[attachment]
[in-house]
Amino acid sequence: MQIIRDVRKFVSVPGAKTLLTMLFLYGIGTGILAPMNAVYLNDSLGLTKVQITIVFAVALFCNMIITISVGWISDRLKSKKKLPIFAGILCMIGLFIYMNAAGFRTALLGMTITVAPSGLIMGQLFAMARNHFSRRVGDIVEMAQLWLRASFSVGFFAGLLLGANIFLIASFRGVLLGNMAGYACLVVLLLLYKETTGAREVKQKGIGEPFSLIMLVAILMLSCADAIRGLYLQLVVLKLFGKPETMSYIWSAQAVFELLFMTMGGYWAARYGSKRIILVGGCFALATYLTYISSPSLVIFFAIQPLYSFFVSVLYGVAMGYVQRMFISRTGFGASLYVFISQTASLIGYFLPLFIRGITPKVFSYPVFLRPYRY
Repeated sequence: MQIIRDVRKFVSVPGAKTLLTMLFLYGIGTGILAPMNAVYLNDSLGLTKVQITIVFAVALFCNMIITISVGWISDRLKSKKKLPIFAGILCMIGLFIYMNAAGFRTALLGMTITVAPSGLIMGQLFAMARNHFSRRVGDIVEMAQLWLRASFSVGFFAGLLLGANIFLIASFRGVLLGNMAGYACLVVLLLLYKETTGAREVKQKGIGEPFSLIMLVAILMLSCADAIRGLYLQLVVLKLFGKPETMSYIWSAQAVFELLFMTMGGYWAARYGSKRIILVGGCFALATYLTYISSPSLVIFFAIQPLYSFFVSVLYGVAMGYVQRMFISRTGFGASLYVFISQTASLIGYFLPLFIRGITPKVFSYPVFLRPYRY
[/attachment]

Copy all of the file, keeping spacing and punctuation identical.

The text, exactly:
[in-house]
Amino acid sequence: MQIIRDVRKFVSVPGAKTLLTMLFLYGIGTGILAPMNAVYLNDSLGLTKVQITIVFAVALFCNMIITISVGWISDRLKSKKKLPIFAGILCMIGLFIYMNAAGFRTALLGMTITVAPSGLIMGQLFAMARNHFSRRVGDIVEMAQLWLRASFSVGFFAGLLLGANIFLIASFRGVLLGNMAGYACLVVLLLLYKETTGAREVKQKGIGEPFSLIMLVAILMLSCADAIRGLYLQLVVLKLFGKPETMSYIWSAQAVFELLFMTMGGYWAARYGSKRIILVGGCFALATYLTYISSPSLVIFFAIQPLYSFFVSVLYGVAMGYVQRMFISRTGFGASLYVFISQTASLIGYFLPLFIRGITPKVFSYPVFLRPYRY
Repeated sequence: MQIIRDVRKFVSVPGAKTLLTMLFLYGIGTGILAPMNAVYLNDSLGLTKVQITIVFAVALFCNMIITISVGWISDRLKSKKKLPIFAGILCMIGLFIYMNAAGFRTALLGMTITVAPSGLIMGQLFAMARNHFSRRVGDIVEMAQLWLRASFSVGFFAGLLLGANIFLIASFRGVLLGNMAGYACLVVLLLLYKETTGAREVKQKGIGEPFSLIMLVAILMLSCADAIRGLYLQLVVLKLFGKPETMSYIWSAQAVFELLFMTMGGYWAARYGSKRIILVGGCFALATYLTYISSPSLVIFFAIQPLYSFFVSVLYGVAMGYVQRMFISRTGFGASLYVFISQTASLIGYFLPLFIRGITPKVFSYPVFLRPYRY